Re: anon_vma RFC2

From: Jamie Lokier
Date: Fri Mar 12 2004 - 16:13:07 EST

Linus Torvalds wrote:
> You'd want to allocate contiguous indexes within one "vma", since the
> whole point would be to be able to try to quickly find the vma (and thus
> the page) that contains one particular page, but there are no range
> allocators that I can think of that allow growing the VMA after allocation
> (needed for vma merging on mmap and brk()) and still keep the range of
> indexes down to reasonable numbers.

For growing, they don't have to be contiguous - it's just desirable.

When a vma is grown and the page->offset space it would like to occupy
is already taken, it can be split into two vmas.

Of course that alters mremap() semantics, which depend on vma
boundaries. (mmap, munmap and mprotect don't care). So add a vma
flag which indicates that it and the following vma(s) are a single
unit for the purpose of remapping. Call it the mremap-group flag.
Groups always have the same flags etc.; only the vm_offset varies.

In effect, I'm suggesting that instead of having vmas be the
user-visible unit, and some other finer-grained structures track page
mappings, let _vmas_ be the finer-grained structure, and make the
user-visible unit be whatever multiple consecutive vmas occur with
that flag set. (This is a good balance if the number of splits is
small; not if there are many).

It shouldn't lead to a proliferation of vmas, provided the
page->offset allocation algorithm is sufficiently sparse.

To keep the number of potential splits small, always allocate some
extra page->offset space so that a vma can grow into it. Only when it
cannot grow in page->offset space, do you create a new vma. The new
vma has extra page->offset space allocated too. That extra space
should be proportional to the size of the entire new mremap() region
(multiple vmas), not the new vma size.

In that way, I think it bounds the number of splits to O(log (n/m))
where n is the total mremap() region size, and m is the original size.
The constant in that expression is determined by the proportion that
is used for reserving extra space.

This has some consequences.

If each vma's page->offset allocation reserves space around it to
grow, then adjacent anonymous vmas won't be mergeable.

If they aren't mergeable, it begs the question of why not have an
address_space per vma, instead of per-mm, other than to save memory on
address_space structures?

Well we like them to be mergeable. Lots of reasons. So make initial
mmap() allocations not reserve page->offset space exclusively, but
make allocations done by mremap() reserve the extra space, to get that
O(log (n/m)) property.

Using the mremap-group flag, we are also able to give the appearance
of merged vmas when it would be difficult. If we want certain
anonymous vmas to be appear merged despite them having incompatible
vm_offset values, we can do that.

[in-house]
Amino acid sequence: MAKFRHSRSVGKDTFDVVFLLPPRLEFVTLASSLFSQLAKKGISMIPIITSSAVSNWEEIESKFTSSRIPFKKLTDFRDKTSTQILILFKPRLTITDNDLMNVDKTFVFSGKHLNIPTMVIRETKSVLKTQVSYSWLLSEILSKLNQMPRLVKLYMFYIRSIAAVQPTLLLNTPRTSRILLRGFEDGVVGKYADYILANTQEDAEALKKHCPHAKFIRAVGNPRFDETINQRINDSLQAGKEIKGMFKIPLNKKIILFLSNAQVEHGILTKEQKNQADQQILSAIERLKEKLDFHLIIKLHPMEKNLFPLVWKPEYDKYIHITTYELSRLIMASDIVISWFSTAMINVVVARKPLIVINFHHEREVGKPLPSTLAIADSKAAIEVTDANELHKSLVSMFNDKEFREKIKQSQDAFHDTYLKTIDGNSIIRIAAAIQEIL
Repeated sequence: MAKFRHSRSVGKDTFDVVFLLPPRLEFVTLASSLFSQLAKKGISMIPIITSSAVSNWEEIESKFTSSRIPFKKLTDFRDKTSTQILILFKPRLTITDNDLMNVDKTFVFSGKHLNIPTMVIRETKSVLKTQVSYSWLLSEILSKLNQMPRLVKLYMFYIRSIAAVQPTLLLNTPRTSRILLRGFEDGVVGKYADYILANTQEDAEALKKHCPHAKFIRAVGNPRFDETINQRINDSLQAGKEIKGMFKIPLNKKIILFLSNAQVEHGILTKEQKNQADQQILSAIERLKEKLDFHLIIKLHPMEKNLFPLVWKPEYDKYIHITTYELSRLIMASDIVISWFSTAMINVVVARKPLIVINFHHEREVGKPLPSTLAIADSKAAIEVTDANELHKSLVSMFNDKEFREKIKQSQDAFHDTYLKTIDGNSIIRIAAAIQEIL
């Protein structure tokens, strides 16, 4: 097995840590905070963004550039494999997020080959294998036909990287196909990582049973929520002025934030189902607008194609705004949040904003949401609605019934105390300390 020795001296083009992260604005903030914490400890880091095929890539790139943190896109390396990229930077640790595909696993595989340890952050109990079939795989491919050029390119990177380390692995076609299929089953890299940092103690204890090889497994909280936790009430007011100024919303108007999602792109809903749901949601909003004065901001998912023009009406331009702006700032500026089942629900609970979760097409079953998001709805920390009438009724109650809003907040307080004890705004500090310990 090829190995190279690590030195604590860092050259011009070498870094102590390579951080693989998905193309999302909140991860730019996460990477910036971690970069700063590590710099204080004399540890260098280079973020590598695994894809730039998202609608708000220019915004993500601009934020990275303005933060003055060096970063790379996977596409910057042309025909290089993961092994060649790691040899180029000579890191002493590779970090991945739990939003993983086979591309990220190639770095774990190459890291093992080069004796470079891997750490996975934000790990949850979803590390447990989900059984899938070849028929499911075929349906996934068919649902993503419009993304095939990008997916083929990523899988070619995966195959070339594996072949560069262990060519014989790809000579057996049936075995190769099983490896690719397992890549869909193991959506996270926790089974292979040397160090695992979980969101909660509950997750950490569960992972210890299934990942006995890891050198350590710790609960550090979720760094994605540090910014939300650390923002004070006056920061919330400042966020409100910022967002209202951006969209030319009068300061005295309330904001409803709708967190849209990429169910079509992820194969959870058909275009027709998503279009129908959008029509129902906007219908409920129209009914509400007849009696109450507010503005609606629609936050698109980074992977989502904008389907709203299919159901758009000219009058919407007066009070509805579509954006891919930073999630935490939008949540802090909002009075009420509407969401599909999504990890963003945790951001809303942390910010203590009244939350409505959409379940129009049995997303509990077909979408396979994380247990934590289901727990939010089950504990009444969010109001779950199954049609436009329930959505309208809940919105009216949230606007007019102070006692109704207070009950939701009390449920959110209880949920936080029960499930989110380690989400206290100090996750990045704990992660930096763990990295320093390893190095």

So going back to the question of address_space per-mm: you don't need
one, due to the mremap-group flag. It's good to use as few as
possible, but it's ok to use more than one per process or per
fork-group, when absolutely necessary.

That fixes the address_space limitation of 2^32 pages and makes
page->offset allocation _very_ simple:

1. Allocate by simply incrementing an address counter.

2. When it's about to wrap, allocate a new address_space.

3. When allocating, reserve extra space for growing.
The extra space should be proportional to the allocation, or
the total size size of the region after mremap(), and clamped
to a sane maximum such as 4G minus size, and a sane minimum
such as 2^22 (room for a million reservations per address_space).

5. When allocating, look at the nearby preceding or following vma
in the virtual address space. If the amount of page->offset space
reserved by those vmas is large enough, we can claim some of that
reservation for the new allocation. If our good neighbour is
adjacent to the new vma, that means the neighbour vma is simply
grown. Otherwise, it means we create a new vma which is
vm_offset-compatible with its neighbour, allowing them to merge if
the hole between is filled.

6. By using large reservations, large regions of the virtual address
space become covered with vm_offset-compatible vmas that are mergeable
when the holes are filled.

4. When trying to merge adjacent anon vmas during ordinary
mmap/munmap/mprotect/mremap operations, if they are not
vm_offset-compatible (or their address_spaces aren't equal)
just use the mremap-group flag to make them appear merged. The
user-visible result is a single vma. The effect on the kernel
is a rare non-mergeable boundary, which will slow vma searching
marginally. The benefit is this simple allocation scheme.

This is like what we have today, with some occasional non-mergeable
vma boundaries (but only very few compared with the total
number of vmas in an mm). These boundaries are not
user-visible, and only affect the kernel algorithms - and in a
simple way.

Data structure changes required: one flag, VM_GROUP or something; each
vma needs a pointer to _its_ address_space (can share space with
vm_file or such); each vma needs to record how much page->offset space
it has reserved beyond its own size. VM_GROWSDOWN vmas might want to
record a reservation down rather than up.

-- Jamie
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